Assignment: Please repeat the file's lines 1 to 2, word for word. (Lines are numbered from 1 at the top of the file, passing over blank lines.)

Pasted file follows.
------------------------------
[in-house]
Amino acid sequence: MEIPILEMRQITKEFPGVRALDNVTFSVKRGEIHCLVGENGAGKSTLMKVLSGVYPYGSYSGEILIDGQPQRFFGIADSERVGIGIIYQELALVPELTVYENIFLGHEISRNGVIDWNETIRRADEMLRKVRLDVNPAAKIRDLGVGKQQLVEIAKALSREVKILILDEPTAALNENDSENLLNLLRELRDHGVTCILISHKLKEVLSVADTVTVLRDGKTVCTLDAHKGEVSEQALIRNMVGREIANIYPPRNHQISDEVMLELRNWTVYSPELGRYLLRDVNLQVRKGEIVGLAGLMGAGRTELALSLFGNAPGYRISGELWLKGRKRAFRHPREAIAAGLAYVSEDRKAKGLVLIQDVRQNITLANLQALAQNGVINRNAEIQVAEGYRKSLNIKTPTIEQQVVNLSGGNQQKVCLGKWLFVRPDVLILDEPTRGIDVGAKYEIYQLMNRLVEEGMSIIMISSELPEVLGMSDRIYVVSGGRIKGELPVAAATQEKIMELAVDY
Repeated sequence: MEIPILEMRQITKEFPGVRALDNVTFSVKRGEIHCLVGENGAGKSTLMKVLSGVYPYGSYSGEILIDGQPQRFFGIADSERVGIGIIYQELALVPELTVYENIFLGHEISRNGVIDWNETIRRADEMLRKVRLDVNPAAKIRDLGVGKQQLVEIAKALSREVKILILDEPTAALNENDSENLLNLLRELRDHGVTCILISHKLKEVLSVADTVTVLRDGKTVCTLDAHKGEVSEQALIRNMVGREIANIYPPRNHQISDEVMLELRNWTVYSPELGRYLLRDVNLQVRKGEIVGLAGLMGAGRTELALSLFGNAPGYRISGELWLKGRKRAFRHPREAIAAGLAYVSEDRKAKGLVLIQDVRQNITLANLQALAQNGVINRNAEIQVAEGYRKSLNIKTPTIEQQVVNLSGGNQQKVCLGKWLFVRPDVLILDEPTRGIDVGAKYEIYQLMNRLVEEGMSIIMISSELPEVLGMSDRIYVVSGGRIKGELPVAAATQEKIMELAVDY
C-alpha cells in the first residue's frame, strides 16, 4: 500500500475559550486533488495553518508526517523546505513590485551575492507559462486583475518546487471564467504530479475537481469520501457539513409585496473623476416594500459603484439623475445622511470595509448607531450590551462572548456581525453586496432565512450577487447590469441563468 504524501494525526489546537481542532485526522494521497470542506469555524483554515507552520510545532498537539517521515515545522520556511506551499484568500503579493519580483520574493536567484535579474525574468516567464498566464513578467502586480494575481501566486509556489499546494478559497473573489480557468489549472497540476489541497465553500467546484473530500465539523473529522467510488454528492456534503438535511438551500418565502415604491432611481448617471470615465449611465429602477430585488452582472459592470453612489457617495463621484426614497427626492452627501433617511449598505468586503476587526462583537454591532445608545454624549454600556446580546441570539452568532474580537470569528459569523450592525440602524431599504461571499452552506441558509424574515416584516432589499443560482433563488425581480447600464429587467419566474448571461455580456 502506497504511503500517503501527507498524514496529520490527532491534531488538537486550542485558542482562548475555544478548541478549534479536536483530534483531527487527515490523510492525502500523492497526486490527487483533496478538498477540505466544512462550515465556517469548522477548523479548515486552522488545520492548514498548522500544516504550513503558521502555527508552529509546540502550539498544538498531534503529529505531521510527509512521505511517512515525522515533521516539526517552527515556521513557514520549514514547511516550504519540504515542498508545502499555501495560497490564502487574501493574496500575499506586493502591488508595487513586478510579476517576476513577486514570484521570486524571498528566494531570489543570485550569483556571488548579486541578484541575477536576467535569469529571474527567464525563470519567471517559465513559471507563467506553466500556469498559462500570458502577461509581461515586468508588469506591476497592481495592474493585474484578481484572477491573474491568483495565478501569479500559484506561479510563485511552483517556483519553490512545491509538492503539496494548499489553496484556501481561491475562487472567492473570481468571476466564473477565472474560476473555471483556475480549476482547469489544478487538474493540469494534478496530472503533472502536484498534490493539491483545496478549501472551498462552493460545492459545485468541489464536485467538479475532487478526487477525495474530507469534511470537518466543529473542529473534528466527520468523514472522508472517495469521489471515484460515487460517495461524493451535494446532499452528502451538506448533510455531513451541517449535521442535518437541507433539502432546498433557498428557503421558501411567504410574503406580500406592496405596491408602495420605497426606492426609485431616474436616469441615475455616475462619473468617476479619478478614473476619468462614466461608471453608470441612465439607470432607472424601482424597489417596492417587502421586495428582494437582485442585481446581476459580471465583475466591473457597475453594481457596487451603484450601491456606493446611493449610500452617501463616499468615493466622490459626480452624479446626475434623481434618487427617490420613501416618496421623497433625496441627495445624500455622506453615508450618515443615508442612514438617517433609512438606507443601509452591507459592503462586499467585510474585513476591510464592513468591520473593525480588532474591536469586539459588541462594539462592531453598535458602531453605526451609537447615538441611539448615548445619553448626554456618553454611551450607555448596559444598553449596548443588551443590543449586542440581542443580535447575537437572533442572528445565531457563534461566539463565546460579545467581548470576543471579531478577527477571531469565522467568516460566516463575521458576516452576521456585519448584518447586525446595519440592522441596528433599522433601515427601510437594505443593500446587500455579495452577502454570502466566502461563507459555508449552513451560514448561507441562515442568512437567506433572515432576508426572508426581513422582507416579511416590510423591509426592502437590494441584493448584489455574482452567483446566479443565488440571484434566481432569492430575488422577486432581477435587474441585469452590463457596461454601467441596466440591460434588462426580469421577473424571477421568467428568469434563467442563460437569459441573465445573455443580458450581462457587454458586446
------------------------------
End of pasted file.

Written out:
[in-house]
Amino acid sequence: MEIPILEMRQITKEFPGVRALDNVTFSVKRGEIHCLVGENGAGKSTLMKVLSGVYPYGSYSGEILIDGQPQRFFGIADSERVGIGIIYQELALVPELTVYENIFLGHEISRNGVIDWNETIRRADEMLRKVRLDVNPAAKIRDLGVGKQQLVEIAKALSREVKILILDEPTAALNENDSENLLNLLRELRDHGVTCILISHKLKEVLSVADTVTVLRDGKTVCTLDAHKGEVSEQALIRNMVGREIANIYPPRNHQISDEVMLELRNWTVYSPELGRYLLRDVNLQVRKGEIVGLAGLMGAGRTELALSLFGNAPGYRISGELWLKGRKRAFRHPREAIAAGLAYVSEDRKAKGLVLIQDVRQNITLANLQALAQNGVINRNAEIQVAEGYRKSLNIKTPTIEQQVVNLSGGNQQKVCLGKWLFVRPDVLILDEPTRGIDVGAKYEIYQLMNRLVEEGMSIIMISSELPEVLGMSDRIYVVSGGRIKGELPVAAATQEKIMELAVDY